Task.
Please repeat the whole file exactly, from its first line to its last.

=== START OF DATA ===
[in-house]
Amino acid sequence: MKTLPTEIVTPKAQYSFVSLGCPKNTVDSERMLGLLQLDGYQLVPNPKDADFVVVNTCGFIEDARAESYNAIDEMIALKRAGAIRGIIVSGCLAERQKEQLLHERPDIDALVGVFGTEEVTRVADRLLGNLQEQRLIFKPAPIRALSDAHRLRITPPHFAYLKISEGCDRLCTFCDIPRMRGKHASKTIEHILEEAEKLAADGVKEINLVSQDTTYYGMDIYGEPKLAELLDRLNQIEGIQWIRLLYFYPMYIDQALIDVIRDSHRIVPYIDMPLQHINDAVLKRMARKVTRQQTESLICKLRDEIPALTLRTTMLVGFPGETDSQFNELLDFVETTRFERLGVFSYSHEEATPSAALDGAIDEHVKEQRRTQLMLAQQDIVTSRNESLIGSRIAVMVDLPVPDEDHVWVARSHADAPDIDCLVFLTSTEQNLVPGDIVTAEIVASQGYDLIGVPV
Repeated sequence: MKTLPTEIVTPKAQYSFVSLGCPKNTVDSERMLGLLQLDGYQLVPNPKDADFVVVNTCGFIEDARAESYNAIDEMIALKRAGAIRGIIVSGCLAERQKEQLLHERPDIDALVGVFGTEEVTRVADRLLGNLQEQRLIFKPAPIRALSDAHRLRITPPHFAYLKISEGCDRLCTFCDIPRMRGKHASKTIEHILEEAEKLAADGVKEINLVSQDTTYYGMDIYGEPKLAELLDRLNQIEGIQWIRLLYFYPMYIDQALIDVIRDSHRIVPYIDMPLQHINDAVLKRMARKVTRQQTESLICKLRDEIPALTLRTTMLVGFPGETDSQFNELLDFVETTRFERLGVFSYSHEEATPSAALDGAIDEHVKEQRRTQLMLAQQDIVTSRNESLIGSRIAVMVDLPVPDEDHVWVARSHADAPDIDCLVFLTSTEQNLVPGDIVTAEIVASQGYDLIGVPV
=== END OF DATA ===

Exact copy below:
[in-house]
Amino acid sequence: MKTLPTEIVTPKAQYSFVSLGCPKNTVDSERMLGLLQLDGYQLVPNPKDADFVVVNTCGFIEDARAESYNAIDEMIALKRAGAIRGIIVSGCLAERQKEQLLHERPDIDALVGVFGTEEVTRVADRLLGNLQEQRLIFKPAPIRALSDAHRLRITPPHFAYLKISEGCDRLCTFCDIPRMRGKHASKTIEHILEEAEKLAADGVKEINLVSQDTTYYGMDIYGEPKLAELLDRLNQIEGIQWIRLLYFYPMYIDQALIDVIRDSHRIVPYIDMPLQHINDAVLKRMARKVTRQQTESLICKLRDEIPALTLRTTMLVGFPGETDSQFNELLDFVETTRFERLGVFSYSHEEATPSAALDGAIDEHVKEQRRTQLMLAQQDIVTSRNESLIGSRIAVMVDLPVPDEDHVWVARSHADAPDIDCLVFLTSTEQNLVPGDIVTAEIVASQGYDLIGVPV
Repeated sequence: MKTLPTEIVTPKAQYSFVSLGCPKNTVDSERMLGLLQLDGYQLVPNPKDADFVVVNTCGFIEDARAESYNAIDEMIALKRAGAIRGIIVSGCLAERQKEQLLHERPDIDALVGVFGTEEVTRVADRLLGNLQEQRLIFKPAPIRALSDAHRLRITPPHFAYLKISEGCDRLCTFCDIPRMRGKHASKTIEHILEEAEKLAADGVKEINLVSQDTTYYGMDIYGEPKLAELLDRLNQIEGIQWIRLLYFYPMYIDQALIDVIRDSHRIVPYIDMPLQHINDAVLKRMARKVTRQQTESLICKLRDEIPALTLRTTMLVGFPGETDSQFNELLDFVETTRFERLGVFSYSHEEATPSAALDGAIDEHVKEQRRTQLMLAQQDIVTSRNESLIGSRIAVMVDLPVPDEDHVWVARSHADAPDIDCLVFLTSTEQNLVPGDIVTAEIVASQGYDLIGVPV